Table of Contents

34. On Dissimulation (At-Taqiyyah)

*Abu Ja‘far says: "Chapter concerning at-taqiyyah"*1. ash- Shaykh al-Mufid adds: Dissimulation is disguising the truth and concealing belief therein, reticence in the face of one's opponents and refraining from divulging to them that which might result in injury to one's religious or worldly welfare. It is obligatory only when injury is absolutely certain, or the presumption of it is very strong. But if it was not certain or obvious that harm would not result from disclosing the truth, nor was the presumption strong, then dissimulation is not obligatory.

The truthful ones, (the Imams), peace be upon them, have ordered a certain group of their followers not only to refrain and cease from demonstrating the truth, but also to veil and conceal it from the enemies of the religion, and to appear to them in such a way as to dispel their doubts during their disputation with them, since this was in their best interest; whereas they commanded another group of their followers to dispute with their opponents and divulge their true doctrine to them, and invite them to embrace the truth, since they knew that no harm would befall them.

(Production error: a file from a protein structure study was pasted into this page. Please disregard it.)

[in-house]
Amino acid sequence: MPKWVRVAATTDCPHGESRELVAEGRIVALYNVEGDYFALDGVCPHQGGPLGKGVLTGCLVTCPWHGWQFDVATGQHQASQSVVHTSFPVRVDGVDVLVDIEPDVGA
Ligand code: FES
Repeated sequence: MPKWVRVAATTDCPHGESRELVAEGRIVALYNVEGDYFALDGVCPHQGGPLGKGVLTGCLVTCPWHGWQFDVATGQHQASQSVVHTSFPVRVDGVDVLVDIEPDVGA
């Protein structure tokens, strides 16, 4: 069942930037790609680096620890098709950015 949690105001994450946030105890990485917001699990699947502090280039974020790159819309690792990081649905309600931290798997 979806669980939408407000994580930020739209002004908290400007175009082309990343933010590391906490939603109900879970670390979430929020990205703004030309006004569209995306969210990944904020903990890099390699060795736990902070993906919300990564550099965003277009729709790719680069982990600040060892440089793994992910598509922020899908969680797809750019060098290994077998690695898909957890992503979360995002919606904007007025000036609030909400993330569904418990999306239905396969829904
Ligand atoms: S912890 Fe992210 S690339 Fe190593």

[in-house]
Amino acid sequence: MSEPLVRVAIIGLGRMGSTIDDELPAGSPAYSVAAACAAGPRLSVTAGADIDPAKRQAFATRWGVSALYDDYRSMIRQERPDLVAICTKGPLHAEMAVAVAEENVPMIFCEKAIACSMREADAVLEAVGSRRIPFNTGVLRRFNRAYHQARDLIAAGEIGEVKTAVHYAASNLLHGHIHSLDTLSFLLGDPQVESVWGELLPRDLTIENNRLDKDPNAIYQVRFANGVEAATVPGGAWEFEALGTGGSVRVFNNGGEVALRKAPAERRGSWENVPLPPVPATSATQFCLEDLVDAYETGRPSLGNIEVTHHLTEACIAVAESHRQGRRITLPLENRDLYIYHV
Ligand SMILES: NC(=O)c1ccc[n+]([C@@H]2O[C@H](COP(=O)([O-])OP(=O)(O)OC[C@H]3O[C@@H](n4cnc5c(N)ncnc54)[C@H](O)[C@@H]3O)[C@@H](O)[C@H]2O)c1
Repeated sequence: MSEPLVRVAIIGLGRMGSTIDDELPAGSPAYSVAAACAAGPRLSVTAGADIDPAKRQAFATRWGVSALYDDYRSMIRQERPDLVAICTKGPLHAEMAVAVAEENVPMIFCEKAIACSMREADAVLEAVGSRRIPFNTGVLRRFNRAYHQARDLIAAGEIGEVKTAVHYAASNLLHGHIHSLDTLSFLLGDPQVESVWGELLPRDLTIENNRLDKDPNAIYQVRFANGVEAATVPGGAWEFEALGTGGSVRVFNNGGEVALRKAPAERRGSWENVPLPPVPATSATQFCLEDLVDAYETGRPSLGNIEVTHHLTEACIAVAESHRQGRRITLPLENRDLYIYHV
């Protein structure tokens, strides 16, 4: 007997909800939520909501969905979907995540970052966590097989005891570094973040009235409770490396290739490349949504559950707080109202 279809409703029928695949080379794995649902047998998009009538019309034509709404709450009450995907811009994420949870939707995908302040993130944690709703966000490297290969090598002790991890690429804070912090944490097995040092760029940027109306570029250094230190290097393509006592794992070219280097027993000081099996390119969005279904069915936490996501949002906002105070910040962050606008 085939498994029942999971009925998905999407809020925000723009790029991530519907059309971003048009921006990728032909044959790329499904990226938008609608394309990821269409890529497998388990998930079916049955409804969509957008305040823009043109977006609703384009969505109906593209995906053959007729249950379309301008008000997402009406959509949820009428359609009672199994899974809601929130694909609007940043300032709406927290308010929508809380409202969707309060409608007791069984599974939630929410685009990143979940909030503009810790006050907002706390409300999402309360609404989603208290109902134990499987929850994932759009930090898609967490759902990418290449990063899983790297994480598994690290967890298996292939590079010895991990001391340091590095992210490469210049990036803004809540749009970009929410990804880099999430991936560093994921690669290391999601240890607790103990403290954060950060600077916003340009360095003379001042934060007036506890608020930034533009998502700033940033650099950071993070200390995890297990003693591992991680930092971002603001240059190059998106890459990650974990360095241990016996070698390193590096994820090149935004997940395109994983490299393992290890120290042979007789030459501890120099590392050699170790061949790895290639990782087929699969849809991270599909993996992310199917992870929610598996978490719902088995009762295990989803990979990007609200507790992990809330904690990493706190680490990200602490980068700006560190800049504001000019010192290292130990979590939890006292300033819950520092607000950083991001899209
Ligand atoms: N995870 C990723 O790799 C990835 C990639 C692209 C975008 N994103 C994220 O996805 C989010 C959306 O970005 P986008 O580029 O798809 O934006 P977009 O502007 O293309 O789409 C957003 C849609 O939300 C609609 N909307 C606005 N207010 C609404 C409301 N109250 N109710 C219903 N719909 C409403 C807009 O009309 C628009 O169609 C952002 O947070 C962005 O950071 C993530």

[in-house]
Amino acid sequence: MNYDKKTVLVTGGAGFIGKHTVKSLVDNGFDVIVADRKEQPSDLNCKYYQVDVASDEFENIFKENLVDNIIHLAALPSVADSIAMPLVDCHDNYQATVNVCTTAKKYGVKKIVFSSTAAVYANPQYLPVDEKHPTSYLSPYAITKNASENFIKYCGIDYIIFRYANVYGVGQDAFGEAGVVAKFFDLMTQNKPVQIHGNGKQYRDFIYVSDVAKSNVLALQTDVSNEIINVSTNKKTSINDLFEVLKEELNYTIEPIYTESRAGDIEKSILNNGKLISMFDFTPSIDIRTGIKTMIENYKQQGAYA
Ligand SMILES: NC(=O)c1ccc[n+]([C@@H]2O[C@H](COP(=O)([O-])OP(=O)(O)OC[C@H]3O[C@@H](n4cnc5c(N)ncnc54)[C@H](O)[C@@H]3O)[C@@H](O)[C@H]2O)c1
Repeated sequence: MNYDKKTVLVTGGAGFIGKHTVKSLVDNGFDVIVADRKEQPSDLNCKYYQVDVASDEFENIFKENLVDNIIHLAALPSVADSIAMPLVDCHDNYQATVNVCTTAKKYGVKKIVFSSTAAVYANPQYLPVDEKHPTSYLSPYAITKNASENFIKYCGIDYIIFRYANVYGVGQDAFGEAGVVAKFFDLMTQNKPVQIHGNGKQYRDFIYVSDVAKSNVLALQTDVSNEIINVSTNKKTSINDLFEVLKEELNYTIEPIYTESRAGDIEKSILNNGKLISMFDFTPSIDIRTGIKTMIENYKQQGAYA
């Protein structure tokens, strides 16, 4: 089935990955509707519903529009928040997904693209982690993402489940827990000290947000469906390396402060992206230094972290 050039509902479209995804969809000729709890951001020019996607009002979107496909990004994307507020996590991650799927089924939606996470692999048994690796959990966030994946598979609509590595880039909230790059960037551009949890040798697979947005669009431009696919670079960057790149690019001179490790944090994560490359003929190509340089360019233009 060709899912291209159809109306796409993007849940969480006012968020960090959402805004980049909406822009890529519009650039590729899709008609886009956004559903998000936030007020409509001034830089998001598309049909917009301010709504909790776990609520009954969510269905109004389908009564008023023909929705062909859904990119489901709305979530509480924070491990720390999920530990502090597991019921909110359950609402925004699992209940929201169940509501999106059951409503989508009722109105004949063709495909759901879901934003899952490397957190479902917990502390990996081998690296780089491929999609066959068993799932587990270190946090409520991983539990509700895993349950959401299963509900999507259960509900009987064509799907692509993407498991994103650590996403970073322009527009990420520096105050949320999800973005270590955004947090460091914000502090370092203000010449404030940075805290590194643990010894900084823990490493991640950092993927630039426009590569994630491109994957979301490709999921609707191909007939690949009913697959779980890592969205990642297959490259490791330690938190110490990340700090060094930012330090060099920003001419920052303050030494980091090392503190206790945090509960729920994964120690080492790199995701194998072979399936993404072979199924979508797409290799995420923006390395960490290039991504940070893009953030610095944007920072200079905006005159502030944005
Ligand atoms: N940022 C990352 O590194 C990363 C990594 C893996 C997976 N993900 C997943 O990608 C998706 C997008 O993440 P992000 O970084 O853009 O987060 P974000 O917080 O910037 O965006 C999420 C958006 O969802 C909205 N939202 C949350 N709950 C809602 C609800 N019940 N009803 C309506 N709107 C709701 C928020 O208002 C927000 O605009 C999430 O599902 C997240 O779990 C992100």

Hence, dissimulation is obligatory in the cases we have put forward; whereas the obligation is removed in other cases, as we have demonstrated above.

Moreover, Abu Ja‘far has summarized the subject matter, and has not discussed it in detail as we have done. Also, he convicts himself by what he has said on the subject; since he himself has omitted an obligatory act in this respect, and stands condemned by his own words. This is so because he has disclosed his doctrine and the truth in which he believes in his famous audiences and the discussions conducted there, which were well-publicized, and his compilations which enjoyed a wide circulation; yet he has not realized the contradiction between his words and deeds.

Then, had he discussed the matter fitting- ly as should have been done, and bridled his tongue in his discussions of these things, he would have been saved from self- contradiction; then the truth would have been made plain to those who seek the truth, and they would not have been con- fronted with difficulties, nor would doubts have obscured the meaning of the subject. But he did as the traditionists do in following the apparent meaning of the words, and abandoning critical methods. This is a view which vitiates the religion of him who holds it and prevents him from achieving fair- mindedness.

  • 1. * * Not found in N.